Art dealer Andre Ruzhnikov says that more than 20 works in the show are forgeries.
A leading London-based art dealer has accused the Hermitage Museum in St Petersburg of mounting a Fabergé exhibition featuring more than 20 “tawdy fakes” from the collection of Alexander Ivanov, a Russian oligarch with ties to Vladimir Putin and the Kremlin.
The explosive claim was made in an open letter to Hermitage boss Mikhail Piotrovsky by Andre Ruzhnikov, who has been buying and selling Fabergé for 40 years. In it, he accuses Piotrovsky of “insulting the good name of Fabergé, betraying your visitors’ trust, operating under false pretences, and destroying the authority of the museum you have been appointed to lead.”
“The Hermitage is the pride of Russia and belongs to the world’s cultural heritage,” Ruzhnikov wrote. “Your ‘Fabergé’ exhibition is dragging it through the gutter.”
The allegations concern objects from the Fabergé Museum in Baden-Baden, Germany, a private institution owned by Ivanov, that Ruzhnikov says are fake. The objects are in the Hermitage exhibition “Fabergé: Jeweller to the Imperial Court” (November 25–March 14, 2021).
Ivanov tells Artnet News that all the objects in the show were “selected personally by [curator] Marina Lopato, together with Hermitage museum restorers and other staff.” Lopato, a Fabergé specialist to whom the show is dedicated, died last July.
Piotrovsky, director of the Hermitage since 1992, has refused to respond to the charges. On January 13, he sent a blanket statement to the media referring enquiries to his catalogue preface, which states that “the authenticity of each fresh item that appears on the market can always be challenged and disputed… the consensus of the expert community is not easy to obtain.”
When Artnet News contacted Piotrovsky on January 26 inviting further comment, a museum press officer referred us to an article on a local website, Fontanka.ru, extolling Piotovsky’s “characteristic wisdom” in “anticipating the conflict.”
The Anachronisms Pile Up…
At the center of the controversy is a Wedding Anniversary Egg ascribed to Fabergé and purportedly gifted by Czar Nicholas II to Empress Alexandra on Easter 1904 to mark their 10th wedding anniversary.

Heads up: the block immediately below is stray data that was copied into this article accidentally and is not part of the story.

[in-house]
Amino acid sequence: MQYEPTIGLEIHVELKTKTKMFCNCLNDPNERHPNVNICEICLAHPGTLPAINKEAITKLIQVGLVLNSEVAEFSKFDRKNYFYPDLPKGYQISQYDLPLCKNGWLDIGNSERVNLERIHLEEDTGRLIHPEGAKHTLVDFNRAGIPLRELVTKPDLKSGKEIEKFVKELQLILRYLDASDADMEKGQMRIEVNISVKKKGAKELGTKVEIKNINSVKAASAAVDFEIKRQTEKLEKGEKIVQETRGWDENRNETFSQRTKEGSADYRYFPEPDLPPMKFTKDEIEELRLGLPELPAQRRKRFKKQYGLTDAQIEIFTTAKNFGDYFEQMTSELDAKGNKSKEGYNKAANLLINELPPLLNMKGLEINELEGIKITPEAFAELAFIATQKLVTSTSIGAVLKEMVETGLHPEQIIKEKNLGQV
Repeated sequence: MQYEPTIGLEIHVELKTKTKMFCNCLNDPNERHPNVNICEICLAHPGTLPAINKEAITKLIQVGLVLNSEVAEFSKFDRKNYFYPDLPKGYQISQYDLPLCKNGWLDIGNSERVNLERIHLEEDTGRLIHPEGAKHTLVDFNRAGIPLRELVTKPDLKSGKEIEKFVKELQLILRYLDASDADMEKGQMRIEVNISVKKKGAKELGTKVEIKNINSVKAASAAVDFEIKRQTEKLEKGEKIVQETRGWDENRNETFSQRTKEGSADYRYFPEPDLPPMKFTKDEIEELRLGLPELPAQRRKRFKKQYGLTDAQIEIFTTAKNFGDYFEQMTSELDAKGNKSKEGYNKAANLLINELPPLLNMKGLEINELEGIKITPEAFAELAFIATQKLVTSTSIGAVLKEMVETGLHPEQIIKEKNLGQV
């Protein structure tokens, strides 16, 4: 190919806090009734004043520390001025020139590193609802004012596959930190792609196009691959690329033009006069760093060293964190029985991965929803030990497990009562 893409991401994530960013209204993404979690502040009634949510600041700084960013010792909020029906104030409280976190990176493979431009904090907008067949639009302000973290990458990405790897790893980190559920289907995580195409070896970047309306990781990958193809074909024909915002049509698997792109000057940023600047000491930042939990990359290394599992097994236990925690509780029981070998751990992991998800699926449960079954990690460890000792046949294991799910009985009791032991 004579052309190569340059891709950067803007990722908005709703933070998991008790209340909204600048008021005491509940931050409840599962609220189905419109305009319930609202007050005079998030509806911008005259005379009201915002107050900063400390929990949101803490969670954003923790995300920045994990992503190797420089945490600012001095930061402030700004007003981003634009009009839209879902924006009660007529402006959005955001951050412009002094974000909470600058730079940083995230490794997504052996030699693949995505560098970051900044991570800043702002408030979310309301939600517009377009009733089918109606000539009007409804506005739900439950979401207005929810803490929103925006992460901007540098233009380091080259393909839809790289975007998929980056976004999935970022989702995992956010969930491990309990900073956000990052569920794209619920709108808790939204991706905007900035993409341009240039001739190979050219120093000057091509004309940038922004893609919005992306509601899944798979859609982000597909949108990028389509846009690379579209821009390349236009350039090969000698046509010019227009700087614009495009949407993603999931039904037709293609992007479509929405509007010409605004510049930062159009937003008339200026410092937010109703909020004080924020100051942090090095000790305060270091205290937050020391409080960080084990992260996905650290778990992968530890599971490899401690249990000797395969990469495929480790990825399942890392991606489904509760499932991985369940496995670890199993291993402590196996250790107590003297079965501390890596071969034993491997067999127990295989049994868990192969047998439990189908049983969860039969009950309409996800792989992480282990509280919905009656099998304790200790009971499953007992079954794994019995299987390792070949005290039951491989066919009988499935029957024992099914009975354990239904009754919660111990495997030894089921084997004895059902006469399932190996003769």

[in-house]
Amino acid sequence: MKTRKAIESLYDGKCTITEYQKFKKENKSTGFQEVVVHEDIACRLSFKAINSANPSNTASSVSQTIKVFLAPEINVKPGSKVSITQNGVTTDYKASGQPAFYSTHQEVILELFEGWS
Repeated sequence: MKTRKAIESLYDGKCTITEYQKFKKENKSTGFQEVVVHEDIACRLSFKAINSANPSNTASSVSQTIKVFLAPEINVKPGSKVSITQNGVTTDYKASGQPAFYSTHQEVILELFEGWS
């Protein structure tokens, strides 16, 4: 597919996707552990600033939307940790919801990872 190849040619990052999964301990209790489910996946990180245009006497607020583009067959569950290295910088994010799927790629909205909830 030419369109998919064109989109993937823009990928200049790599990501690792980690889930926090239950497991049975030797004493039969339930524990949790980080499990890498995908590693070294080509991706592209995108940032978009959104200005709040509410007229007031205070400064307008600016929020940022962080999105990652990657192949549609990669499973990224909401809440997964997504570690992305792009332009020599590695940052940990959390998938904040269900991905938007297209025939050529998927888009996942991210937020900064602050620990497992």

Since at least last spring, when DeeAnn Hoff, an independent Fabergé researcher from Oregon, published a critical assessment of the object in Fabergé Research Newsletter, its authenticity has been a point of contention.
In her article, Hoff claimed that four of the Egg’s miniature portraits depicting the Russian royal family were based on recently colorized archival photographs taken after 1904.
For example, the medallion of Grand Duchess Anastasia, according to Hoff, depicts her in a white dress with colored ribbons and bows. But according to several contemporaneous portraits by court miniaturist Vasily Zuev (1870–1941), Anastasia wore a dress of pure white, ribbons and bows included. Her image on the Wedding Anniversary Egg medallion appears to come from a colorized version of a black-and-white photo taken in 1906. That image is freely available online.
Another anachronism, Hoff writes, concerns the Egg’s Nicholas II portrait. The Czar is shown wearing just four of the five medals that bespangled his uniform from 1896 onwards. Hoff believes the image is based on an outdated photograph from 1894, before the addition of his fifth medal. The miniature portrait on the Egg also wrongly shows one of the Czar’s medals—the Order of the Dannebrog—with a blue ribbon rather than the red-and-white colours of the Danish Flag.
Ivanov—who shot to prominence in 2007 after bidding a record £9 million on the Rothschild Fabergé Egg, which was presented to the Hermitage in 2014 by Vladimir Putin—supplied Artnet News with 13 documents purportedly substantiating the provenance of the Wedding Anniversary Egg and three other items in the Hermitage exhibition dismissed by Ruzhnikov as modern fakes: a Hen Egg dated in the catalogue to 1898; an Alexander Nevsky Egg dated to 1904; and a soldier figurine dated to 1917.
One of the documents is a typed list of valuables for export drawn up by Soviet authorities in October 1932 that includes an item Ivanov says is the Wedding Anniversary Egg, described as a “white enamel egg with a bouquet of flowers.” Yet this item is listed with accession number 17555, long cited by Fabergé scholars as referring to the 1901 Basket of Flowers Egg acquired by Queen Mary, wife of British King George V, in 1933. That Egg is now in the Royal Collection.
The description corresponding to number 17555 in the inventory for the Kremlin Armory museum in Moscow—a leading depository of Fabergé material—is “so detailed there is not the slightest chance it can be identified as the so-called Wedding Anniversary Egg of 1904,” says Kremlin Armory archivist Tatiana Tutova.